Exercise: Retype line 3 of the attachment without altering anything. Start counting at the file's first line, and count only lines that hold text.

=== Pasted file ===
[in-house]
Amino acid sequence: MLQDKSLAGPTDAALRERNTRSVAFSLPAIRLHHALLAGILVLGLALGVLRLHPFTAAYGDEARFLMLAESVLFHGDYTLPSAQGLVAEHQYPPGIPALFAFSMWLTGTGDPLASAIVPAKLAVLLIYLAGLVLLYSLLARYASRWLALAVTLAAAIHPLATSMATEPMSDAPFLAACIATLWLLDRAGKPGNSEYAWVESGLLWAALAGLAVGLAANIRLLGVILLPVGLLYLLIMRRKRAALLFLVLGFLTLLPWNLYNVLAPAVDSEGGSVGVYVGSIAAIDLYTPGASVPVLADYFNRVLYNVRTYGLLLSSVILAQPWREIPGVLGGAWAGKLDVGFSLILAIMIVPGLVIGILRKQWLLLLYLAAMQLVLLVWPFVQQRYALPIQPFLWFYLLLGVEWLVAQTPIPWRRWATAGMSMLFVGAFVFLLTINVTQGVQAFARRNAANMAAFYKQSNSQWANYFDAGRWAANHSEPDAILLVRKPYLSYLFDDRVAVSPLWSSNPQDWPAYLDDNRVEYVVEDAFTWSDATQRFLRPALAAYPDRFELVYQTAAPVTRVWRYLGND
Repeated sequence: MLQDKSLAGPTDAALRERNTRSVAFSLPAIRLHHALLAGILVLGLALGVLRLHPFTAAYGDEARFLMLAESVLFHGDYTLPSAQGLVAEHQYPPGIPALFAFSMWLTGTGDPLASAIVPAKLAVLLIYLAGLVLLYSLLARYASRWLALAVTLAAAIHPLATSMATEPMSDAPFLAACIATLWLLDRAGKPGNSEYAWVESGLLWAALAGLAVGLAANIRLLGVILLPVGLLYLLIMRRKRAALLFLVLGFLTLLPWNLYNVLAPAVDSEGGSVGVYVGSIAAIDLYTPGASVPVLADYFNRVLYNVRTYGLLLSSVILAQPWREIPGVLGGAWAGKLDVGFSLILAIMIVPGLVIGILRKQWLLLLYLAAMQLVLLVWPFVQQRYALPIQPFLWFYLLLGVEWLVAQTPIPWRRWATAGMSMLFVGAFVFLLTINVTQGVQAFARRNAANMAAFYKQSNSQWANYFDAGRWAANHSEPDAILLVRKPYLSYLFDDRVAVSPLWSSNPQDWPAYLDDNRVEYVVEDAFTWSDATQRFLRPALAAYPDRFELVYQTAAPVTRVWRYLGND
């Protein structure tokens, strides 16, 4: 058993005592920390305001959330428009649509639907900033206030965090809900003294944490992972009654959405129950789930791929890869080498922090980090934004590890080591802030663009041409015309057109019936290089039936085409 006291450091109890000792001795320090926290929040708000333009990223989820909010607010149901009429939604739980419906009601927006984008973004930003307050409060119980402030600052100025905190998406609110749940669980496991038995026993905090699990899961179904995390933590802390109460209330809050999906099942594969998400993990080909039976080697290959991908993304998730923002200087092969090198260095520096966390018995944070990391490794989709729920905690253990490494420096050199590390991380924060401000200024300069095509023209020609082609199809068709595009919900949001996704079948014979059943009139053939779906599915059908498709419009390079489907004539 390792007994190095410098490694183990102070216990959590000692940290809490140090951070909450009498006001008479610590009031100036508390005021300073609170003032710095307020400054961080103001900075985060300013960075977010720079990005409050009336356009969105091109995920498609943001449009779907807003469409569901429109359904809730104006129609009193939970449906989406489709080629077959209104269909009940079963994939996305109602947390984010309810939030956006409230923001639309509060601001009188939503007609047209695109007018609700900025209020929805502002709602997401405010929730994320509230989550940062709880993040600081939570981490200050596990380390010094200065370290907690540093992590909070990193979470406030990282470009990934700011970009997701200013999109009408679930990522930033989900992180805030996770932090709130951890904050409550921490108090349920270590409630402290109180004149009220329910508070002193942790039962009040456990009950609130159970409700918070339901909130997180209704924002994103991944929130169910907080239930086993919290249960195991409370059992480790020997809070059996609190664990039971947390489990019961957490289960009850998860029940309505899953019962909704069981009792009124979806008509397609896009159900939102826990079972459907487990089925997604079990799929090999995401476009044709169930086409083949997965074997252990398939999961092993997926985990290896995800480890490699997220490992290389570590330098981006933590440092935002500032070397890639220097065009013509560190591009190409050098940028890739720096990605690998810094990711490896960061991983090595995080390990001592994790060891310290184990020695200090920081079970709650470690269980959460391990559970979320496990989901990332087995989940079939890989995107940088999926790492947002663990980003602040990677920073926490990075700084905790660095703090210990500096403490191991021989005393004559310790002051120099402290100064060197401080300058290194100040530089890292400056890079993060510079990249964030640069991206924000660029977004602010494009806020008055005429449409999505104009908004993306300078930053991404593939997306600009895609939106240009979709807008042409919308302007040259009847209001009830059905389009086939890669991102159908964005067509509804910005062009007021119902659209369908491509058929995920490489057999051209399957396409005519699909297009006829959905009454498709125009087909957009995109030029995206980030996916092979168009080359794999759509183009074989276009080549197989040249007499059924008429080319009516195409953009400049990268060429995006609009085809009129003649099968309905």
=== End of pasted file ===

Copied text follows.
Repeated sequence: MLQDKSLAGPTDAALRERNTRSVAFSLPAIRLHHALLAGILVLGLALGVLRLHPFTAAYGDEARFLMLAESVLFHGDYTLPSAQGLVAEHQYPPGIPALFAFSMWLTGTGDPLASAIVPAKLAVLLIYLAGLVLLYSLLARYASRWLALAVTLAAAIHPLATSMATEPMSDAPFLAACIATLWLLDRAGKPGNSEYAWVESGLLWAALAGLAVGLAANIRLLGVILLPVGLLYLLIMRRKRAALLFLVLGFLTLLPWNLYNVLAPAVDSEGGSVGVYVGSIAAIDLYTPGASVPVLADYFNRVLYNVRTYGLLLSSVILAQPWREIPGVLGGAWAGKLDVGFSLILAIMIVPGLVIGILRKQWLLLLYLAAMQLVLLVWPFVQQRYALPIQPFLWFYLLLGVEWLVAQTPIPWRRWATAGMSMLFVGAFVFLLTINVTQGVQAFARRNAANMAAFYKQSNSQWANYFDAGRWAANHSEPDAILLVRKPYLSYLFDDRVAVSPLWSSNPQDWPAYLDDNRVEYVVEDAFTWSDATQRFLRPALAAYPDRFELVYQTAAPVTRVWRYLGND